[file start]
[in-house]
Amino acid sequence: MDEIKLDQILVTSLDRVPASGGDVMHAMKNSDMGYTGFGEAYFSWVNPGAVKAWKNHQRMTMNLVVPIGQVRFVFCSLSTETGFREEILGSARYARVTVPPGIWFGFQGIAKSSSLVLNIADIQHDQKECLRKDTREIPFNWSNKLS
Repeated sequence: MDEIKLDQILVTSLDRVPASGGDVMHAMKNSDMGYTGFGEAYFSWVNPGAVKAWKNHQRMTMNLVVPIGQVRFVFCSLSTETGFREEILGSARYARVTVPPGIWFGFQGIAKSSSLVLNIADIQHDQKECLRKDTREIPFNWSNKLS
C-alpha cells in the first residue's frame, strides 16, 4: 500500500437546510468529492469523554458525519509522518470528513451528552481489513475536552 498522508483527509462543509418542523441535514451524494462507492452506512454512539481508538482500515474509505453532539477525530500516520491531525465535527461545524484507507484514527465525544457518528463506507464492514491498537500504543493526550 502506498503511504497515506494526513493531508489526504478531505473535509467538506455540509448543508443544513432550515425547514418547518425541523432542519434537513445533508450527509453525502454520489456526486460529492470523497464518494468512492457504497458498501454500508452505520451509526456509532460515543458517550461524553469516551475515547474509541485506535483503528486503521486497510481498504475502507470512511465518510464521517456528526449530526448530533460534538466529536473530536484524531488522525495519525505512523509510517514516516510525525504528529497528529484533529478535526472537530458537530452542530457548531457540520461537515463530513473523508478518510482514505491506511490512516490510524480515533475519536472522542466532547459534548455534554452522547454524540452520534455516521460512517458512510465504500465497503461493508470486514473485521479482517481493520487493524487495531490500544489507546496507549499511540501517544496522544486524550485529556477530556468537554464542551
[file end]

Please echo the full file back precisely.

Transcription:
[in-house]
Amino acid sequence: MDEIKLDQILVTSLDRVPASGGDVMHAMKNSDMGYTGFGEAYFSWVNPGAVKAWKNHQRMTMNLVVPIGQVRFVFCSLSTETGFREEILGSARYARVTVPPGIWFGFQGIAKSSSLVLNIADIQHDQKECLRKDTREIPFNWSNKLS
Repeated sequence: MDEIKLDQILVTSLDRVPASGGDVMHAMKNSDMGYTGFGEAYFSWVNPGAVKAWKNHQRMTMNLVVPIGQVRFVFCSLSTETGFREEILGSARYARVTVPPGIWFGFQGIAKSSSLVLNIADIQHDQKECLRKDTREIPFNWSNKLS
C-alpha cells in the first residue's frame, strides 16, 4: 500500500437546510468529492469523554458525519509522518470528513451528552481489513475536552 498522508483527509462543509418542523441535514451524494462507492452506512454512539481508538482500515474509505453532539477525530500516520491531525465535527461545524484507507484514527465525544457518528463506507464492514491498537500504543493526550 502506498503511504497515506494526513493531508489526504478531505473535509467538506455540509448543508443544513432550515425547514418547518425541523432542519434537513445533508450527509453525502454520489456526486460529492470523497464518494468512492457504497458498501454500508452505520451509526456509532460515543458517550461524553469516551475515547474509541485506535483503528486503521486497510481498504475502507470512511465518510464521517456528526449530526448530533460534538466529536473530536484524531488522525495519525505512523509510517514516516510525525504528529497528529484533529478535526472537530458537530452542530457548531457540520461537515463530513473523508478518510482514505491506511490512516490510524480515533475519536472522542466532547459534548455534554452522547454524540452520534455516521460512517458512510465504500465497503461493508470486514473485521479482517481493520487493524487495531490500544489507546496507549499511540501517544496522544486524550485529556477530556468537554464542551